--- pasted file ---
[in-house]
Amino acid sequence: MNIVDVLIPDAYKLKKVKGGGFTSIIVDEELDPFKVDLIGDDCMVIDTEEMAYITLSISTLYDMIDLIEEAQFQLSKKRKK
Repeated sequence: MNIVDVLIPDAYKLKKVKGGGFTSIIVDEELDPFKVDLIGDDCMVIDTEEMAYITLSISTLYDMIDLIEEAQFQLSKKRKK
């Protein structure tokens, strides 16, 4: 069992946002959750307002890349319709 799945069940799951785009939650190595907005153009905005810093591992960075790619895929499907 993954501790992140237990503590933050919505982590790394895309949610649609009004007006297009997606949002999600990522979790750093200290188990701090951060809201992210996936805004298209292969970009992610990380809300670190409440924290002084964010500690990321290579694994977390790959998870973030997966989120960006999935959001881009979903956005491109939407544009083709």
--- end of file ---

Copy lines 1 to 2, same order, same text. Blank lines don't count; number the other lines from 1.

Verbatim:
[in-house]
Amino acid sequence: MNIVDVLIPDAYKLKKVKGGGFTSIIVDEELDPFKVDLIGDDCMVIDTEEMAYITLSISTLYDMIDLIEEAQFQLSKKRKK